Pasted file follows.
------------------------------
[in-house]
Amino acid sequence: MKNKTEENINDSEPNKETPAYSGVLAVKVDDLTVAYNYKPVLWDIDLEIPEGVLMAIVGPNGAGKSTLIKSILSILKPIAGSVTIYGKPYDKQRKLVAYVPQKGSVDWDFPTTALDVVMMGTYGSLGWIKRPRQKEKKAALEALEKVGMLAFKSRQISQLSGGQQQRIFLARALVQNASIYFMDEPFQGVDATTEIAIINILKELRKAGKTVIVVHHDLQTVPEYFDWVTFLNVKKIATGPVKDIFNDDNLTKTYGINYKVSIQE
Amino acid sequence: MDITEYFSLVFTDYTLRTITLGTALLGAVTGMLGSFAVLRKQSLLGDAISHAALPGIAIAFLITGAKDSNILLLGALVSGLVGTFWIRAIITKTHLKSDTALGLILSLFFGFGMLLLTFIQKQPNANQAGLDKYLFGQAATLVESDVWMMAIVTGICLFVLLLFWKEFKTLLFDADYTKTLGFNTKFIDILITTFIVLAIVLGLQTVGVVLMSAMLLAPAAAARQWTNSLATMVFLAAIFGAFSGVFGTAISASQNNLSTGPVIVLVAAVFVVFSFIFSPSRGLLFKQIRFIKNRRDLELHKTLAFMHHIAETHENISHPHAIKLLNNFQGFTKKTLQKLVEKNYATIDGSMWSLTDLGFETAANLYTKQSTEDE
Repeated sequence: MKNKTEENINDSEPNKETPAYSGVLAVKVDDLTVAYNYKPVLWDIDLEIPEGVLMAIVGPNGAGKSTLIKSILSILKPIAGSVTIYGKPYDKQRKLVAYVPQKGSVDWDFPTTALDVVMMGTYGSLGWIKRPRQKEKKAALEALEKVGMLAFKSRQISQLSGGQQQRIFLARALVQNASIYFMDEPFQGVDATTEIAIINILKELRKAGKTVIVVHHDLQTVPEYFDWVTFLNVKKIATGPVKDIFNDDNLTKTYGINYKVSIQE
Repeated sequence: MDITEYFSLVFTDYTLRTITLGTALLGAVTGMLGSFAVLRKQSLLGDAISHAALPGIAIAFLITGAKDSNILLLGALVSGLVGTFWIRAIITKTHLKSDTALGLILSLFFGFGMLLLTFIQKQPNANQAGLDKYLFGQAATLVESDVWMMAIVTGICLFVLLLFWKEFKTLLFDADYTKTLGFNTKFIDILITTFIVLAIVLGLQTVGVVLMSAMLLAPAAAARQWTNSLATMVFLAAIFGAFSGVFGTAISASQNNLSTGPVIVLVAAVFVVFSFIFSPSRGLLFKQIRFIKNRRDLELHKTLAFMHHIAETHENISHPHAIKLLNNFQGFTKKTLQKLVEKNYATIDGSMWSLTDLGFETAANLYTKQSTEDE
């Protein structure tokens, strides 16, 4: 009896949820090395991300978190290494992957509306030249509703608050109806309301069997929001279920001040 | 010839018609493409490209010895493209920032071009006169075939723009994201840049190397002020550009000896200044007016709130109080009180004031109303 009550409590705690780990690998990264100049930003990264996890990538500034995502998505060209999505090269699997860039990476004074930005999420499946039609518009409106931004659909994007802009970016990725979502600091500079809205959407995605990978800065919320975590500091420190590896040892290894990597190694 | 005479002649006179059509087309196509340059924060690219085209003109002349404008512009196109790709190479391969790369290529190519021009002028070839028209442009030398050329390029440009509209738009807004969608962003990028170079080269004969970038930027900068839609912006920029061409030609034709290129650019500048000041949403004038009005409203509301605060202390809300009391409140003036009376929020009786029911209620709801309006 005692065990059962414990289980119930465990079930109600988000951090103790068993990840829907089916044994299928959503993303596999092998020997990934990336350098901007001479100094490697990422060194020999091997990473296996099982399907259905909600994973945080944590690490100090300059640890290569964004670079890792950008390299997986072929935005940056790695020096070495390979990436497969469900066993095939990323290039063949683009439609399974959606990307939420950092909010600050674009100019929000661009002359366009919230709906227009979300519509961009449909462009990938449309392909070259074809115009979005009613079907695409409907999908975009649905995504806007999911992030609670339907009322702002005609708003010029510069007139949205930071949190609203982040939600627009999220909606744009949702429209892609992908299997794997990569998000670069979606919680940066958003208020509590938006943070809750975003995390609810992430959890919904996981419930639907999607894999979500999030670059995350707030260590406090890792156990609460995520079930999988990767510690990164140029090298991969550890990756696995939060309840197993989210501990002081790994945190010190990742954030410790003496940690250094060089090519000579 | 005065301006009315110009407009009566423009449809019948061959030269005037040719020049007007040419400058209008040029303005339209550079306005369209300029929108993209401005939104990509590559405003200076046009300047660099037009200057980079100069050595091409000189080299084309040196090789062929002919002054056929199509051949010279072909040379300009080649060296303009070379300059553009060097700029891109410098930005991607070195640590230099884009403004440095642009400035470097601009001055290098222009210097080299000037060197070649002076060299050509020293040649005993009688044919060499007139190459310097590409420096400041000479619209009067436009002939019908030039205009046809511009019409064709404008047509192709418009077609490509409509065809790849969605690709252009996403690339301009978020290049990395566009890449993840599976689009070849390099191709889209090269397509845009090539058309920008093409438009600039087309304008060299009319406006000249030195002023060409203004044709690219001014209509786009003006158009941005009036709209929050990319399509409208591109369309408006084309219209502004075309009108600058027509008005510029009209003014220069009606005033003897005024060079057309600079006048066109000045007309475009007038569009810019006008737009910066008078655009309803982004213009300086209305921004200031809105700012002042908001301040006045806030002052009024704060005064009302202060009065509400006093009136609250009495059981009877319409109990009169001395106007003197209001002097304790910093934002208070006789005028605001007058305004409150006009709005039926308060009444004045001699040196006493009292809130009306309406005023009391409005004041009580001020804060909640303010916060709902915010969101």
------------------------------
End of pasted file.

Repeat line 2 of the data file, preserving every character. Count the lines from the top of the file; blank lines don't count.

Amino acid sequence: MKNKTEENINDSEPNKETPAYSGVLAVKVDDLTVAYNYKPVLWDIDLEIPEGVLMAIVGPNGAGKSTLIKSILSILKPIAGSVTIYGKPYDKQRKLVAYVPQKGSVDWDFPTTALDVVMMGTYGSLGWIKRPRQKEKKAALEALEKVGMLAFKSRQISQLSGGQQQRIFLARALVQNASIYFMDEPFQGVDATTEIAIINILKELRKAGKTVIVVHHDLQTVPEYFDWVTFLNVKKIATGPVKDIFNDDNLTKTYGINYKVSIQE